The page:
where βj(Xϵi) is the j-th Betti number for binary network Xϵi. The distance DKS can be discretely approximated using the finite number of filtrations:
Dq=sup1iq|βj(Xϵi1)βj(Xϵi2)|.
If we choose enough of q such that ϵj are all the sorted edge weights, then
DKS(X1,X2)=Dq
(Chung et al., 2017b). This is possible since there are only up to p(p − 1)/2 number of unique edges in a graph with p nodes and the monotone function increases discretely but not continuously. In practice, ϵj may be chosen uniformly or a divide-and-conquer strategy can be used to adaptively grid the filtration values. Then the probability distribution of Dq can be computed exactly by combinatorial means.

Theorem 3
P(Dqd)=1Aq,q2qq,
where Au,v satisfies Au,v = Au−1,v + Au,v−1 with the boundary condition A0,v = Au,0 = 1 within band |uv| < d and initial condition A0,0 = 0 for u, v ≥ 1.

The proof is given in Chung et al. (2017b).

Example 1
P(D3 ≥ 2) is computed sequentially as follows (Figure 2). We start with the bottom left corner A0,0 = 0 and move right or up toward the upper corner
A1,0=1,A0,1=1A1,1=A1,0+A0,1=A3,3=A3,2+A2,3=8.
The probability is then P(D3 ≥ 2) = 1 − 8/63 = 0.6. The computational complexity of the combinatorial inference is 𝒪(q log q) for sorting and 𝒪(q2) for computing Aq,q in the grid while the permutation test requires exponential run time.

Figure 2. 

In this example, Au,v is computed within the boundary (dotted red line) from (0, 0) to (3, 3).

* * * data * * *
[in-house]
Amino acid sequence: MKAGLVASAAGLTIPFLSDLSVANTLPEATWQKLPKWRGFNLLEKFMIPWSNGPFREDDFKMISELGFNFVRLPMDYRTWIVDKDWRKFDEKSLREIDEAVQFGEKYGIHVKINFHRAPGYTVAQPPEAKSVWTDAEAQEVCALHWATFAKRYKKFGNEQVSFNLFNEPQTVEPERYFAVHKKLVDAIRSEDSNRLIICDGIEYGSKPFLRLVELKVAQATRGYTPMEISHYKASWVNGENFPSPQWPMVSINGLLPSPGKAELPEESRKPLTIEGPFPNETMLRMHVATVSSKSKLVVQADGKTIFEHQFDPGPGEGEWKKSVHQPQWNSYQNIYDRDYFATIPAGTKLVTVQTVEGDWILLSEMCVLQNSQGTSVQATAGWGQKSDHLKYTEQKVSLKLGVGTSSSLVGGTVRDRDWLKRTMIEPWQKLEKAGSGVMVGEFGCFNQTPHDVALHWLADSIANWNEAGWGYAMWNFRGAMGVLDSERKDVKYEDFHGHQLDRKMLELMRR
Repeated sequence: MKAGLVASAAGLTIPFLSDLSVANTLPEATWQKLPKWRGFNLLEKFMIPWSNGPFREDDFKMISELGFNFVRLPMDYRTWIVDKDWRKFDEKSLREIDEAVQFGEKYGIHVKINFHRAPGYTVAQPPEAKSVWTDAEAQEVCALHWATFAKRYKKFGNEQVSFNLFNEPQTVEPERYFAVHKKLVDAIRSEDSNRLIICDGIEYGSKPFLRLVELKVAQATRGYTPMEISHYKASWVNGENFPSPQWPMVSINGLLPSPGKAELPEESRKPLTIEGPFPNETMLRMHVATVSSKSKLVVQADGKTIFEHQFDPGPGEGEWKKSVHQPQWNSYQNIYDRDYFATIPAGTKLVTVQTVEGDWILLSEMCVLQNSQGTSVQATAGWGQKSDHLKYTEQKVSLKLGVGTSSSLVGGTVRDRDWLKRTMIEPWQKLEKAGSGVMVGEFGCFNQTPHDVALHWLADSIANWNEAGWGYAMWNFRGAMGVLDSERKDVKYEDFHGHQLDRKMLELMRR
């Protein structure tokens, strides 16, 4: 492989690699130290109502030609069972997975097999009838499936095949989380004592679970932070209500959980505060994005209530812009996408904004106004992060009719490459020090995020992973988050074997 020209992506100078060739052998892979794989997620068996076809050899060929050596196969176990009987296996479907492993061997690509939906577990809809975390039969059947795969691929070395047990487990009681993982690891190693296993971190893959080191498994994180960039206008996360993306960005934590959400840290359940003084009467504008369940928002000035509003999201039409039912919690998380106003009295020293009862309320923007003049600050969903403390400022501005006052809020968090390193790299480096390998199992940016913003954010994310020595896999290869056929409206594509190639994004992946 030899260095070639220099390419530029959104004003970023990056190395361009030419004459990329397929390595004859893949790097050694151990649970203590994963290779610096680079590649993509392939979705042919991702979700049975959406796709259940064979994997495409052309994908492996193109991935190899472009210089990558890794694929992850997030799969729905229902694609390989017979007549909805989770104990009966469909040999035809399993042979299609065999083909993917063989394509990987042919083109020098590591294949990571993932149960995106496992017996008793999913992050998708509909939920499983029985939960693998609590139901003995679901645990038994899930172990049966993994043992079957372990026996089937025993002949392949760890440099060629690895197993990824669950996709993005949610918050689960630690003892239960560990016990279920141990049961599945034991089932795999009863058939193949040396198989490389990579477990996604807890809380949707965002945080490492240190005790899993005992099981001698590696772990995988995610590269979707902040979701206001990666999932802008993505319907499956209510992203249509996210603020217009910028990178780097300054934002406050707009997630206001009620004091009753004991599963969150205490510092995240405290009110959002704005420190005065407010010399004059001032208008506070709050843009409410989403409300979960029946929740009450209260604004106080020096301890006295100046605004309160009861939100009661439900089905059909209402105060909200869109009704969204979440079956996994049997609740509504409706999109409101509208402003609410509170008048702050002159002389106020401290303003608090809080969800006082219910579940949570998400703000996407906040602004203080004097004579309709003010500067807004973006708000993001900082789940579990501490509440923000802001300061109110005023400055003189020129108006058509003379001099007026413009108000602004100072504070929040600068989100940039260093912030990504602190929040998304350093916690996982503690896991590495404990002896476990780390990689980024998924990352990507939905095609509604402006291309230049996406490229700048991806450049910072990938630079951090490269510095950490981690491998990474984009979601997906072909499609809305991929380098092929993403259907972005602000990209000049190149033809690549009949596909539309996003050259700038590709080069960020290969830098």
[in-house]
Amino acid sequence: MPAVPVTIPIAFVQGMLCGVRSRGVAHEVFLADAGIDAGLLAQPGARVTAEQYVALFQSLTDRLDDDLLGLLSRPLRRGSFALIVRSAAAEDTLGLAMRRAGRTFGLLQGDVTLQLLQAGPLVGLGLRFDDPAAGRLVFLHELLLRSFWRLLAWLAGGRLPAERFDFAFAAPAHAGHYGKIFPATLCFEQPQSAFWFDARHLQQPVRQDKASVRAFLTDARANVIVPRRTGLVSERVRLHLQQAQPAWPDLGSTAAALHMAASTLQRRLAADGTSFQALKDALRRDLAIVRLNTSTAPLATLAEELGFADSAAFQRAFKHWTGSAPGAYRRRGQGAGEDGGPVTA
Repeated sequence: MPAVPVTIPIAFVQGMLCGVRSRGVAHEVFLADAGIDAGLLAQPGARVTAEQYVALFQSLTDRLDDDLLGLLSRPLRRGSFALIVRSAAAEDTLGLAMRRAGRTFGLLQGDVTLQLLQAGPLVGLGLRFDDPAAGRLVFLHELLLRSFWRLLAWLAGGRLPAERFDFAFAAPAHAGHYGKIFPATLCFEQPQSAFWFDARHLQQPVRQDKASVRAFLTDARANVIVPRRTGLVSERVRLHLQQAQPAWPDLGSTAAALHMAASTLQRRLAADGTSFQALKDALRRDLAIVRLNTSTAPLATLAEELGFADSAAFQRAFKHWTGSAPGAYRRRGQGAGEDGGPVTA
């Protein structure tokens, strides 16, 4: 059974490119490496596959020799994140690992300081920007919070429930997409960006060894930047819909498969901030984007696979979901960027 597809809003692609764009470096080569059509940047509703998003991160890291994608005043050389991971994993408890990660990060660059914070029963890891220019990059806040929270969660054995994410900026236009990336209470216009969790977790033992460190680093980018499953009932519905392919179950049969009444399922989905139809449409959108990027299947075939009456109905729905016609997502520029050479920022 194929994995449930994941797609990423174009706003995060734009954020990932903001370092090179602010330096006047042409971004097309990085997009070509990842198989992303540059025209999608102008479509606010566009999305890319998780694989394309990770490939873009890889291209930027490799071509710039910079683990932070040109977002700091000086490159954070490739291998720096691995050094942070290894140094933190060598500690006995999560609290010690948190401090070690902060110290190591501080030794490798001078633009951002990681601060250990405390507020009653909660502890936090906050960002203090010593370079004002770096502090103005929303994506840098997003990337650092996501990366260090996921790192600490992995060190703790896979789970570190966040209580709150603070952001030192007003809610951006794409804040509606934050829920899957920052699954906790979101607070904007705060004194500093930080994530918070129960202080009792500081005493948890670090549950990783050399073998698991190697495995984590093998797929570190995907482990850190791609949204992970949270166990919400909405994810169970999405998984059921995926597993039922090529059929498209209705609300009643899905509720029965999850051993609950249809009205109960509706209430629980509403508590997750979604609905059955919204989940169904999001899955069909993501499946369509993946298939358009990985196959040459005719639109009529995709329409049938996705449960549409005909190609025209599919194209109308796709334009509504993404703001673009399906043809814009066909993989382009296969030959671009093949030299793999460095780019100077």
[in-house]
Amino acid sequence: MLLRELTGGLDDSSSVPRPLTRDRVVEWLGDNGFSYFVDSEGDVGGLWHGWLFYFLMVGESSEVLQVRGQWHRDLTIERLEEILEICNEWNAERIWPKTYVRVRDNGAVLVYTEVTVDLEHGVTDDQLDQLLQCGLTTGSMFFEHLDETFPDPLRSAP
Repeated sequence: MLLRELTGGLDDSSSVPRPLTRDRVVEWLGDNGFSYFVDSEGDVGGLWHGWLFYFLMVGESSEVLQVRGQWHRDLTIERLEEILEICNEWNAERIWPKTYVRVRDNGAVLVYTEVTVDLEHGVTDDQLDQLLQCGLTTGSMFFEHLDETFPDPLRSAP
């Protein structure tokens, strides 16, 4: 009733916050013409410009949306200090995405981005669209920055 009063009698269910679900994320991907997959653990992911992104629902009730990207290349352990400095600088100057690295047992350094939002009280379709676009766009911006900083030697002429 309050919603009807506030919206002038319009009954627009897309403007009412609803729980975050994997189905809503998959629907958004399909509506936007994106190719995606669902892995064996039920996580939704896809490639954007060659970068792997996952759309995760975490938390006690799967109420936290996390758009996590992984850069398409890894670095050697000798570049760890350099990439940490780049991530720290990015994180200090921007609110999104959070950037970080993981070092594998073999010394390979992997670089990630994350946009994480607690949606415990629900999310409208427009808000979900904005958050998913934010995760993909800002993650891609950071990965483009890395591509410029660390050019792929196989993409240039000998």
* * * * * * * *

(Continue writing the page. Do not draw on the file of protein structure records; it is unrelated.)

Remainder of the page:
Figure 2. 

In this example, Au,v is computed within the boundary (dotted red line) from (0, 0) to (3, 3).

When q is too large, it may not be possible to represent and compute 2qq in all the digits. For large q, use the asymptotic probability distribution Dq given by Chung et al. (2017b):
limq(Dq/2qd)=2i=1(1)i1e2i2d2.
(4)
The p value of the test statistic under the null is then computed as
pvalue=2edo22e8do2+2e18do2,
where the observed value do is the least integer greater than Dq/2q in the data.

COMPARISONS

Six network distances (L1, L2, L, GH and KS on β0 and β1) were compared in simulation studies. For the review of various brain network distances, refer to Chung et al. (2017a). We also used the popular Q-modularity function for community detection in graph theory (Girvan & Newman, 2002; Meunier et al., 2009; Newman et al., 2006). The difference in Q-modularity functions was used as the distance measure. The simulations below were independently performed 100 times. We used p = 20,100,500 nodes and n = 5 images in each group, which made it possible for permutations to be exactly 5+55 = 252 (Figure 3). The small number of permutations enables us to compare the performance of distances exactly. Through the simulations, σ = 0.1 was universally used as network variability.

Figure 3.